There Was No Way a P-51 Could Replace the A-10
This story originally appeared on Dec. 17, 2014. The U.S. Air Force has a complicated relationship with its low- and slow-flying A-10 Warthog attack jet. And that’s putting it mildly. The flying branch has tried more than once to retire the ungainly A-10 in favor of speedier planes, only... Read more
American Hand Grenades Have Some Odd Connections to Sports
This story originally appeared on Dec. 29, 2014. Most people would probably agree that playing catch with a hand grenade is a bad idea. On one occasion in 2005, three young people died in Bosnia while horsing around with one of these small bombs, according to Reuters. But throwing... Read more
Spies Helped the USAF Shoot Down a Third of North Vietnam’s MiG-21s
This story originally appeared on Dec. 30, 2014. On Jan. 2, 1967, around 30 U.S. Air Force F-4 Phantom fighter jets flying from Ubon in Thailand shot down a full third of North Vietnam’s MiG-21s—for a loss of just one of their own. It was a strategic victory in... Read more
The U.S. Army Had a Whole Unit of Psychic Spies
This story originally appeared on Aug. 27, 2016. On Sept. 15, 1995, Army chief of staff Gen. Gordon Sullivan held a meeting with a colonel from the service’s top watchdog agency as well as with another colonel who had served as a psychologist at Army Intelligence and Security Command. The... Read more
Dated U.S. Army Manual Tells Female Troops to ‘Guard Against Rape’
This story originally appeared on Oct. 31, 2014. Decades ago, the U.S. Army offered sometimes degrading suggestions on how to avoid rapists, survive a sexual assault and what to do in the aftermath of an attack. Advocates for victims of sexual trauma say the Pentagon is still struggling to... Read more
The Air Force Can’t Quit NASCAR
This story originally appeared on Feb. 29, 2016. America’s most famous auto raceway looms large between a beach and a mall not far from the airport in Daytona Beach, eastern Florida’s self-styled “Spring Break Capital of the World.” From a distance, the Daytona International Speedway’s 10,000 red, white and... Read more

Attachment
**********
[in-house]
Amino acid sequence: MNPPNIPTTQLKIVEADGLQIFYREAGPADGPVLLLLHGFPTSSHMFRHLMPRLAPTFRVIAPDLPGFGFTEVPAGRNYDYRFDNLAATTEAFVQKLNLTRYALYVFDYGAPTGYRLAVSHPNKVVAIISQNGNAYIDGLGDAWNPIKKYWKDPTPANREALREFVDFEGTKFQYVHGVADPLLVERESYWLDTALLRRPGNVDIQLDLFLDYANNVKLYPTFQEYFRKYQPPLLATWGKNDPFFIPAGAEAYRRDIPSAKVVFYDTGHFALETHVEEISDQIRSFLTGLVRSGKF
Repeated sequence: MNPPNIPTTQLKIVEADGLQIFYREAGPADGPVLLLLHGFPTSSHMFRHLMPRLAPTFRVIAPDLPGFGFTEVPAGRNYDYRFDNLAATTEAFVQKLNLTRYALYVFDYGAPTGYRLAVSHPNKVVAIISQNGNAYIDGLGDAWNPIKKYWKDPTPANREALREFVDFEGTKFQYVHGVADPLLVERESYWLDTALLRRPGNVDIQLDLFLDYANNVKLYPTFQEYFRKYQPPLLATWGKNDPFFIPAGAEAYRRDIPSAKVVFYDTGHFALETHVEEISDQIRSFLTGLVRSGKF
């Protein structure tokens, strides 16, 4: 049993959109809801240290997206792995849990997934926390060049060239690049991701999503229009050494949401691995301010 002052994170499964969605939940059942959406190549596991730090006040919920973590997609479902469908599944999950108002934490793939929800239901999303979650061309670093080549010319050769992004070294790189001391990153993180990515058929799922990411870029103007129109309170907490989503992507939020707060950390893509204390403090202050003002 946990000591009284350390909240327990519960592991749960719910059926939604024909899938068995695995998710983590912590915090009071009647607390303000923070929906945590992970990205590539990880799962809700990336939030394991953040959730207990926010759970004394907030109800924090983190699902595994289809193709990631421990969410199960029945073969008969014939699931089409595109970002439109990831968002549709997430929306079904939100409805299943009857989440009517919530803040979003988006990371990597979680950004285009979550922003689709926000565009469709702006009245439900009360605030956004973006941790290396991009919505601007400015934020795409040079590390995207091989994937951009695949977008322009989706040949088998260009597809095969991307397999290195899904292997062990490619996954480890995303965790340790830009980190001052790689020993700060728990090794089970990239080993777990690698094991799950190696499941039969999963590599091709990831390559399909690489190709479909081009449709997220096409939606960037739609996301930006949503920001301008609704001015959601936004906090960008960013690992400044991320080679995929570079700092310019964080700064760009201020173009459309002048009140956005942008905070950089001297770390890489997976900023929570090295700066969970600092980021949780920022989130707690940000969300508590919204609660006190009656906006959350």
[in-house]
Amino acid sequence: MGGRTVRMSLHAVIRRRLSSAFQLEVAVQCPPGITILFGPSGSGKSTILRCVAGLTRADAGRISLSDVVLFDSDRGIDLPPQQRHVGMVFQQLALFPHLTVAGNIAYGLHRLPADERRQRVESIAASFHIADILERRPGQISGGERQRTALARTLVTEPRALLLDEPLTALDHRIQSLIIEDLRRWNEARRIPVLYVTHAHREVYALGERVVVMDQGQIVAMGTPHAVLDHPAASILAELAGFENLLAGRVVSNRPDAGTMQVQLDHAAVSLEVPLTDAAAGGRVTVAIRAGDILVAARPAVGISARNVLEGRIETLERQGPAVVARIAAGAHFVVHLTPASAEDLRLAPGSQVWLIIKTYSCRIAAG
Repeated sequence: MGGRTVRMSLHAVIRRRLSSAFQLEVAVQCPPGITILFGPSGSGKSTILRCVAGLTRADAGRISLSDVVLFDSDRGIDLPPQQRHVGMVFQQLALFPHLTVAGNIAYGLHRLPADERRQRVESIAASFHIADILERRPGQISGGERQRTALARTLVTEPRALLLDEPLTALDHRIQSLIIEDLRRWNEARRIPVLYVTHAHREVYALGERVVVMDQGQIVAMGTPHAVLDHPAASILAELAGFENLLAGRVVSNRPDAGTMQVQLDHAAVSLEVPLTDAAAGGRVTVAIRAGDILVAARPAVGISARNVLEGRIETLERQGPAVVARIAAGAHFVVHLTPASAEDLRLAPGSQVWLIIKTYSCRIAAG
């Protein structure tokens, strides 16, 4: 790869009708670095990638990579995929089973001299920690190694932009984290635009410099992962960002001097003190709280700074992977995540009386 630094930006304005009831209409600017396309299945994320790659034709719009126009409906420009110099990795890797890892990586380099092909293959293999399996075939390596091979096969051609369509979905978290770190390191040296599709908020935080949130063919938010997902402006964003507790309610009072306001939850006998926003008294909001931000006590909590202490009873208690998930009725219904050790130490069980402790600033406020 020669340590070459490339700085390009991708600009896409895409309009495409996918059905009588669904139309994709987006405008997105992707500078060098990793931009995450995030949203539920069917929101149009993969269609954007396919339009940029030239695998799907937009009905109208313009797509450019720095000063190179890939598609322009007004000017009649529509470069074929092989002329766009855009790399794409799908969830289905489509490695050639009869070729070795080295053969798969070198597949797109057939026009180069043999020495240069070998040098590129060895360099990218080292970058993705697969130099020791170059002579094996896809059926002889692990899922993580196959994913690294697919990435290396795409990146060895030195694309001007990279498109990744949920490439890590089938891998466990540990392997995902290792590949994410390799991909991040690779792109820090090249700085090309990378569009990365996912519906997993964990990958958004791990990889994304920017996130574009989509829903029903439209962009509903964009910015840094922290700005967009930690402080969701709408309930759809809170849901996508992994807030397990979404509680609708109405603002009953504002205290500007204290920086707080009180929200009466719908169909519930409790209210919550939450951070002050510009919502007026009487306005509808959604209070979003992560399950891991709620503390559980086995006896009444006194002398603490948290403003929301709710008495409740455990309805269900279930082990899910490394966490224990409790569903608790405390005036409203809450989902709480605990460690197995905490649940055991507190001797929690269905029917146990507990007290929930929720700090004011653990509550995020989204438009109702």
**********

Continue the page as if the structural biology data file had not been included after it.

Soviet Nuke Attack Could Have Cut Off U.S. Missile Submarines
This story originally appeared on Oct. 16, 2015. A key component of the U.S. doctrine of mutually assured destruction — commonly and appropriately known as MAD — was that American troops would still be able to retaliate if the Soviet Union launched a nuclear attack. But for a time, the Pentagon... Read more
The U.S. Army’s Failed Quest to Create Floating Tank Divisions
This story originally appeared on Feb. 1, 2016. Amphibious assaults are the domain of the U.S. Marines, not the Army. But there was a period in history when the Army tried to out-do the Marines in hitting the beach — including planning how to deploy entire divisions of amphibious... Read more
The Pentagon Dropped Billions of Leaflets … That No One Read
This story originally appeared on March 20, 2015. The United States and its allies dropped some 2.5 billion propaganda leaflets during the Korean War. But after the 1953 armistice which halted the fighting, the Pentagon discovered that few enemy troops ever read the messages, let alone understood them. One reason was that pilots rarely... Read more
Here Are the Leaflets the United States Dropped on Islamic State
This story originally appeared on Jan. 22, 2016. On Nov. 15, 2015, U.S. Air Force A-10 ground-attack planes and AC-130 gunships blew up a truck park near Abu Kamal, Iraq. The American pilots destroyed more than 100 tankers carrying oil that could fund the Islamic State. The Pentagon followed this... Read more
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